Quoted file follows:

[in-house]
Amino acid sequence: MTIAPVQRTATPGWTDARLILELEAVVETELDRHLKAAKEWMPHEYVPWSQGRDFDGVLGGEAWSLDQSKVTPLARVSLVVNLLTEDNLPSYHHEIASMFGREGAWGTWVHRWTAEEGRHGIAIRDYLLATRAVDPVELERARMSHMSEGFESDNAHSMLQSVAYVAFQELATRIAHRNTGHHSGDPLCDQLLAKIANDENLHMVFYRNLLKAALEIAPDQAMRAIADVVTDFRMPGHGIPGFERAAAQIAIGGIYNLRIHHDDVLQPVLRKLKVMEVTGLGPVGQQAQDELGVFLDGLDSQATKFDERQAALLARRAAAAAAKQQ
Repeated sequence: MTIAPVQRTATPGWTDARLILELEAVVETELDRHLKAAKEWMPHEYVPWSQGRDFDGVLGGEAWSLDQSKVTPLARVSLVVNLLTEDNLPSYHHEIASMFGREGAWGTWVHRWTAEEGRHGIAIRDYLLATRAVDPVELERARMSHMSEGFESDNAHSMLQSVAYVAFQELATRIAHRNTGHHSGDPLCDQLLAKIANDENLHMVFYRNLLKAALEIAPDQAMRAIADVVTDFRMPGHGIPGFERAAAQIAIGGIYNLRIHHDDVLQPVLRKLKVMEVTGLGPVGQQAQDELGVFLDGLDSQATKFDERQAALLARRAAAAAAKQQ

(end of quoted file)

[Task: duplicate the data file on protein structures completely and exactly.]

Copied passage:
[in-house]
Amino acid sequence: MTIAPVQRTATPGWTDARLILELEAVVETELDRHLKAAKEWMPHEYVPWSQGRDFDGVLGGEAWSLDQSKVTPLARVSLVVNLLTEDNLPSYHHEIASMFGREGAWGTWVHRWTAEEGRHGIAIRDYLLATRAVDPVELERARMSHMSEGFESDNAHSMLQSVAYVAFQELATRIAHRNTGHHSGDPLCDQLLAKIANDENLHMVFYRNLLKAALEIAPDQAMRAIADVVTDFRMPGHGIPGFERAAAQIAIGGIYNLRIHHDDVLQPVLRKLKVMEVTGLGPVGQQAQDELGVFLDGLDSQATKFDERQAALLARRAAAAAAKQQ
Repeated sequence: MTIAPVQRTATPGWTDARLILELEAVVETELDRHLKAAKEWMPHEYVPWSQGRDFDGVLGGEAWSLDQSKVTPLARVSLVVNLLTEDNLPSYHHEIASMFGREGAWGTWVHRWTAEEGRHGIAIRDYLLATRAVDPVELERARMSHMSEGFESDNAHSMLQSVAYVAFQELATRIAHRNTGHHSGDPLCDQLLAKIANDENLHMVFYRNLLKAALEIAPDQAMRAIADVVTDFRMPGHGIPGFERAAAQIAIGGIYNLRIHHDDVLQPVLRKLKVMEVTGLGPVGQQAQDELGVFLDGLDSQATKFDERQAALLARRAAAAAAKQQ